UNIVERSITY PARK, Pa. -- As recently as two years ago, Penn State's tight ends coach also coached the offensive tackles. It's not that good tight ends haven't played for the Nittany Lions, but by 2011, their use of the position, among other things, appeared archaic.
Now, heading into the 2013 season, as Penn State deals with depth problems at traditionally strong positions like linebacker, it has still managed to stockpile its deepest, most athletic and versatile group of players at tight end. And they just might be the program's most valuable on-field asset in the fight against NCAA sanctions.
We now know, based on all available evidence and hindsight, that the Bill O'Brien hire was brilliant from the start. Not only is he an adept X's and O's coach who has a handle on the CEO aspects of a major head coaching job, but he blends college experience with success in the NFL, where he gained experience handling the NFL's limited roster depth -- a perfect match for a Penn State roster crippled by scholarship reductions.
Those restrictions mean that Penn State isn't often going to wear down opponents with an endless supply of top-line talent. To succeed, the coaches need to creatively use their roster, and scheme their way to mismatches. Like his former boss Bill Belichick, O'Brien will move players around as needed: Among other moves, former receiver Bill Belton shifted to tailback last year, and O'Brien has said that versatile former starting cornerback Adrian Amos will be a wild card for the defense this year, playing safety and even some linebacker.
But O'Brien is most famous for his use of tight ends, a position where versatility can exploit mismatches in today's game like no other. And even with attrition, the Nittany Lions are poised to capitalize on the tight end revolution better than any college team in America.
Jesse James in the slot:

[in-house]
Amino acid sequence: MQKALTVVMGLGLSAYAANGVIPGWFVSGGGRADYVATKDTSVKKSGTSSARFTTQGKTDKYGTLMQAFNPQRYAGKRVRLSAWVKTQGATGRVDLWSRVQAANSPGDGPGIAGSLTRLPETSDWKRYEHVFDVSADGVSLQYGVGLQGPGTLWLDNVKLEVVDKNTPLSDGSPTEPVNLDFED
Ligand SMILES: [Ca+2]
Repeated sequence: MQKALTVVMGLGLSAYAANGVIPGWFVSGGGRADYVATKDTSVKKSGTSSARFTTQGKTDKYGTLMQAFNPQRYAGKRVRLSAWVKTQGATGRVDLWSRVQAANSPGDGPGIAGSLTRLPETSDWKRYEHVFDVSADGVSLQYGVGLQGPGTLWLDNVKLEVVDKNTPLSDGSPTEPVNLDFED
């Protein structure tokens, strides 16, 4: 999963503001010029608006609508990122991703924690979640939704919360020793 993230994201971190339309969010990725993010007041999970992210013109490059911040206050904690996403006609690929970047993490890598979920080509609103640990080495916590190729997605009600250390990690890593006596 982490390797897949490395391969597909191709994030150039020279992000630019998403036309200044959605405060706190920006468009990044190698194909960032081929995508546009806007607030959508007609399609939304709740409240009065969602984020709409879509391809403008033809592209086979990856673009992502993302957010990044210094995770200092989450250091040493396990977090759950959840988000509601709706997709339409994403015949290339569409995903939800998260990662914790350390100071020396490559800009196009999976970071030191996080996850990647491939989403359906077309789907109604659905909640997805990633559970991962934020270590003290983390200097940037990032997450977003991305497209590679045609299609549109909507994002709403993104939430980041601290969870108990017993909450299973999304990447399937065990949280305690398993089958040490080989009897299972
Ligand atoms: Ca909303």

The advent of spread offense era has seen the rise of the "joker" player. In other words, they are movable chess pieces who can be used at multiple positions around the offensive formation. We typically think of them as small, fast and explosive -- Percy Harvin, Tavon Austin, Randall Cobb, Dexter McCluster and, if all goes as planned for Ohio State's touted freshman this season, perhaps Dontre Wilson. These players are good with the ball in space and can be moved around to draw matchups with slower defenders, or even act as decoys.
But the last decade has also seen the rise or a new kind of movable chess piece: big, athletic tight ends. Just as NBA offenses have become free-flowing with more ambiguous positions, football offenses have followed suit, making good tight ends among the most valuable assets a team can have, with the obvious advantage being a basic matchup problem: Generally speaking, linebackers are too slow and defensive backs are too small to adequately defend the new breed of athletes at the position.
At its core, the basic skills of the tight end remain the same, which is why, in an interview at Penn State media day, tight ends coach John Strollo downplayed the evolution of coaching the position. It was about catching and blocking 40 years ago, and it's about catching and blocking now, and the position is more involved in the passing game because everyone is passing more. This is all true, of course. And it's Strollo's job to deal with the technical details of blocking, catching and route running.